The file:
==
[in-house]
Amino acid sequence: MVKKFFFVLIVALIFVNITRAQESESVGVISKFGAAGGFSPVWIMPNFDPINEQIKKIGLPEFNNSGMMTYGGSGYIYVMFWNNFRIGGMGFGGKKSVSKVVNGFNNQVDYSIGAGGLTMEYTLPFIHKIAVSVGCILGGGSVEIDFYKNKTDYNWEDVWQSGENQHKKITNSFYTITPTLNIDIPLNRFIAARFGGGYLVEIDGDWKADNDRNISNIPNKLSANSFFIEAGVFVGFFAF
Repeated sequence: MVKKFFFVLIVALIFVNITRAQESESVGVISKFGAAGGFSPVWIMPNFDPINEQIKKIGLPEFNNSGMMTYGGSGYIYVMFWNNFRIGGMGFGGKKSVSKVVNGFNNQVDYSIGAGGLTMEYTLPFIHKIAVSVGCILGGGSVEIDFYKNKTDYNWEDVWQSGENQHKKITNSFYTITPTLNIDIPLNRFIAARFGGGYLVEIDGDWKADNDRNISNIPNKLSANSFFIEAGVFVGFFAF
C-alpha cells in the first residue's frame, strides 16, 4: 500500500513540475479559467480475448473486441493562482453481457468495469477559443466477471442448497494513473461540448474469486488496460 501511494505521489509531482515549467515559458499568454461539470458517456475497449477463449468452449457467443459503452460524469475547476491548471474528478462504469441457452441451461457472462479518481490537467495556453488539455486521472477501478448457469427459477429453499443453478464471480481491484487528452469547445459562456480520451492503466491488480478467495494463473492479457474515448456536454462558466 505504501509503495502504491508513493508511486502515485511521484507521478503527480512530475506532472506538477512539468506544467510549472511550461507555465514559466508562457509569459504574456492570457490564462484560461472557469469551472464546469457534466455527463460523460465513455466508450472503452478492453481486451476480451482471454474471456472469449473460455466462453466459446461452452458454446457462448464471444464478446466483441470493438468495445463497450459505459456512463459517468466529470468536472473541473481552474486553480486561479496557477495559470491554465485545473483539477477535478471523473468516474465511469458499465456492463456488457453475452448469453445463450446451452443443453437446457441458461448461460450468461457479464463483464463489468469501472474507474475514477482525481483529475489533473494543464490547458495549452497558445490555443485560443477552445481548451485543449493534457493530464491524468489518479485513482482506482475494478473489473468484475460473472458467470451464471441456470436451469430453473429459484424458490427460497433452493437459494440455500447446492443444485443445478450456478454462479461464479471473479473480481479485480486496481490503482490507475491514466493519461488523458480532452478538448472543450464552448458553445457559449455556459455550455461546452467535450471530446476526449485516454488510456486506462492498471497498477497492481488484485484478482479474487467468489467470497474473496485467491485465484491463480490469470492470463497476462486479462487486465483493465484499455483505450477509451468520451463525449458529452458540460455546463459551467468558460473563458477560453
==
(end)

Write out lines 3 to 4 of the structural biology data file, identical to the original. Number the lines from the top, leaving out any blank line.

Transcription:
Repeated sequence: MVKKFFFVLIVALIFVNITRAQESESVGVISKFGAAGGFSPVWIMPNFDPINEQIKKIGLPEFNNSGMMTYGGSGYIYVMFWNNFRIGGMGFGGKKSVSKVVNGFNNQVDYSIGAGGLTMEYTLPFIHKIAVSVGCILGGGSVEIDFYKNKTDYNWEDVWQSGENQHKKITNSFYTITPTLNIDIPLNRFIAARFGGGYLVEIDGDWKADNDRNISNIPNKLSANSFFIEAGVFVGFFAF
C-alpha cells in the first residue's frame, strides 16, 4: 500500500513540475479559467480475448473486441493562482453481457468495469477559443466477471442448497494513473461540448474469486488496460 501511494505521489509531482515549467515559458499568454461539470458517456475497449477463449468452449457467443459503452460524469475547476491548471474528478462504469441457452441451461457472462479518481490537467495556453488539455486521472477501478448457469427459477429453499443453478464471480481491484487528452469547445459562456480520451492503466491488480478467495494463473492479457474515448456536454462558466 505504501509503495502504491508513493508511486502515485511521484507521478503527480512530475506532472506538477512539468506544467510549472511550461507555465514559466508562457509569459504574456492570457490564462484560461472557469469551472464546469457534466455527463460523460465513455466508450472503452478492453481486451476480451482471454474471456472469449473460455466462453466459446461452452458454446457462448464471444464478446466483441470493438468495445463497450459505459456512463459517468466529470468536472473541473481552474486553480486561479496557477495559470491554465485545473483539477477535478471523473468516474465511469458499465456492463456488457453475452448469453445463450446451452443443453437446457441458461448461460450468461457479464463483464463489468469501472474507474475514477482525481483529475489533473494543464490547458495549452497558445490555443485560443477552445481548451485543449493534457493530464491524468489518479485513482482506482475494478473489473468484475460473472458467470451464471441456470436451469430453473429459484424458490427460497433452493437459494440455500447446492443444485443445478450456478454462479461464479471473479473480481479485480486496481490503482490507475491514466493519461488523458480532452478538448472543450464552448458553445457559449455556459455550455461546452467535450471530446476526449485516454488510456486506462492498471497498477497492481488484485484478482479474487467468489467470497474473496485467491485465484491463480490469470492470463497476462486479462487486465483493465484499455483505450477509451468520451463525449458529452458540460455546463459551467468558460473563458477560453